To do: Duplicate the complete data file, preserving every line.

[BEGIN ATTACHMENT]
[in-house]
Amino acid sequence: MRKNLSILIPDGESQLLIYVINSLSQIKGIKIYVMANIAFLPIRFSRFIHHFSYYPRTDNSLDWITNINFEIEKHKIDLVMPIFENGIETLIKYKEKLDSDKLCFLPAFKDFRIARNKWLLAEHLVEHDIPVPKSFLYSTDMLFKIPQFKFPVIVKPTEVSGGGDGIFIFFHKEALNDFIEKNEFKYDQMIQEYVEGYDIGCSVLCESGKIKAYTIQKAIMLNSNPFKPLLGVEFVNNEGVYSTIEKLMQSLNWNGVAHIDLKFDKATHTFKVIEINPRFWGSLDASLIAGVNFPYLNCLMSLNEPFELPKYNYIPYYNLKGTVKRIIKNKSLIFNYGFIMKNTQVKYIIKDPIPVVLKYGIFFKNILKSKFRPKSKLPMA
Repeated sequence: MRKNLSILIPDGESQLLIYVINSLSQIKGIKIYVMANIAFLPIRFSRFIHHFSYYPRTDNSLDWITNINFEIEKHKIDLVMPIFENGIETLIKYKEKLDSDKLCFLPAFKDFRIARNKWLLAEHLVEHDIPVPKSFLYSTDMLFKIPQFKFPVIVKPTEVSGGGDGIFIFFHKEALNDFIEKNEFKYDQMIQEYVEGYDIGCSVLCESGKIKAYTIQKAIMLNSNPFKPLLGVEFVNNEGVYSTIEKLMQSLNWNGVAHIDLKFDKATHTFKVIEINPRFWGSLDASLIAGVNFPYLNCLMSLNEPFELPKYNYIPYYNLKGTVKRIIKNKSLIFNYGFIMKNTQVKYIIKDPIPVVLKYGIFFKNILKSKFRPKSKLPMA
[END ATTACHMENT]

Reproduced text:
[in-house]
Amino acid sequence: MRKNLSILIPDGESQLLIYVINSLSQIKGIKIYVMANIAFLPIRFSRFIHHFSYYPRTDNSLDWITNINFEIEKHKIDLVMPIFENGIETLIKYKEKLDSDKLCFLPAFKDFRIARNKWLLAEHLVEHDIPVPKSFLYSTDMLFKIPQFKFPVIVKPTEVSGGGDGIFIFFHKEALNDFIEKNEFKYDQMIQEYVEGYDIGCSVLCESGKIKAYTIQKAIMLNSNPFKPLLGVEFVNNEGVYSTIEKLMQSLNWNGVAHIDLKFDKATHTFKVIEINPRFWGSLDASLIAGVNFPYLNCLMSLNEPFELPKYNYIPYYNLKGTVKRIIKNKSLIFNYGFIMKNTQVKYIIKDPIPVVLKYGIFFKNILKSKFRPKSKLPMA
Repeated sequence: MRKNLSILIPDGESQLLIYVINSLSQIKGIKIYVMANIAFLPIRFSRFIHHFSYYPRTDNSLDWITNINFEIEKHKIDLVMPIFENGIETLIKYKEKLDSDKLCFLPAFKDFRIARNKWLLAEHLVEHDIPVPKSFLYSTDMLFKIPQFKFPVIVKPTEVSGGGDGIFIFFHKEALNDFIEKNEFKYDQMIQEYVEGYDIGCSVLCESGKIKAYTIQKAIMLNSNPFKPLLGVEFVNNEGVYSTIEKLMQSLNWNGVAHIDLKFDKATHTFKVIEINPRFWGSLDASLIAGVNFPYLNCLMSLNEPFELPKYNYIPYYNLKGTVKRIIKNKSLIFNYGFIMKNTQVKYIIKDPIPVVLKYGIFFKNILKSKFRPKSKLPMA